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With the rings you can change the position of the rings to allow for a dip in the
same style as the straight bar: Legs forward, shoulders more back more
emphasis on triceps.

And the other variation: Shoulders forward, legs back.

I mainly use the latter, and have depicted only the latter, but both are useful to
use if you hit any plateaus in training and need something to kick you over the
hill.

Remember the good support position, chest up as much as possible, then slowly
lower for the negative. You want to go as deep as possible, shoulders should
touch the rings.

The deeper you go the easier it will be to perform ring dips from this low bottom
position, and it will be easier coming out of the transition phase.

Make sure your control of the rings is on lock before you start doing these.

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If a ring shoots out to the side due to poor control, it might cause an injury to
your pectoral girdle (where your pectoral muscles connect to your shoulder).

I had a ring shoot out on me once, it was NOT a fun experience. Save yourself the
pain and be diligent in your practice of the support hold position.

Full Ring Dip


The final stage!

Once you get your first few ring dips you’re pretty much set for the muscle up.

The pulling portion is the hardest part of the muscle up so a dip at the end of the
movement is not so hard by comparison.

You shouldn’t forgo dip training though, by using rings for dips you will
strengthen not only your prime mover muscles (pec major & minor, and the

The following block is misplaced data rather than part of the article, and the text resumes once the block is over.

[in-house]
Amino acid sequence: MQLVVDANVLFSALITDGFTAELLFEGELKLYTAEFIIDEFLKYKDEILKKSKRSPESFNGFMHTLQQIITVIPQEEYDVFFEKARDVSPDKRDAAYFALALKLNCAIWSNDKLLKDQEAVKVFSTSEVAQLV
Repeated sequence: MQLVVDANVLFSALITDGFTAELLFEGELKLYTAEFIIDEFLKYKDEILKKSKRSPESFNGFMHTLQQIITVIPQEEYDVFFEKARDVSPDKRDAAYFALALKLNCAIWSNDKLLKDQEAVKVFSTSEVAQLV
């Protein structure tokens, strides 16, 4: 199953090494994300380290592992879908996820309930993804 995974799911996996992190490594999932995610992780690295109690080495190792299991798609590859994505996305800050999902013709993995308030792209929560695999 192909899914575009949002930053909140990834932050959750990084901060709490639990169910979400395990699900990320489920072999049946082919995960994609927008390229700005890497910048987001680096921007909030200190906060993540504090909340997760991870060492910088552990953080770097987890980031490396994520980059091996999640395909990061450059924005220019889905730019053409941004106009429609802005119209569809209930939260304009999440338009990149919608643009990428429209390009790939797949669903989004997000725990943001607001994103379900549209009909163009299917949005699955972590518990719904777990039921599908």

triceps) but also all the stabilizer muscles that keep those rings in place (a lot of
which is your forearm muscles, maintain a good strong grip of the rings).

And now we move on to the final phase, the transition between the pull up and
the dip, and the tips and tricks of conquering the transition phase!

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Phase 3: The Transition

Here’s where the secrets of the ring muscle up come into play.

It’s relatively easy to build up strength with pull ups and dips in the long run, but
skill training take tons of practice and work.

In this section of the book I’m going to give you the tips and tricks to take the
short cut (in a good way) to your first ring muscle up.

This is not to say we’re cutting corners, rather, I am giving you all the secrets,
tips, and tricks I’ve found, that I wish I knew what I was first starting, (scapular
positioning was one of them!)

So without further adieu here’s Tip #1:

How To Hold The Rings For A Muscle Up


There are 2 types of grips used on the rings, normal grip, and false grip.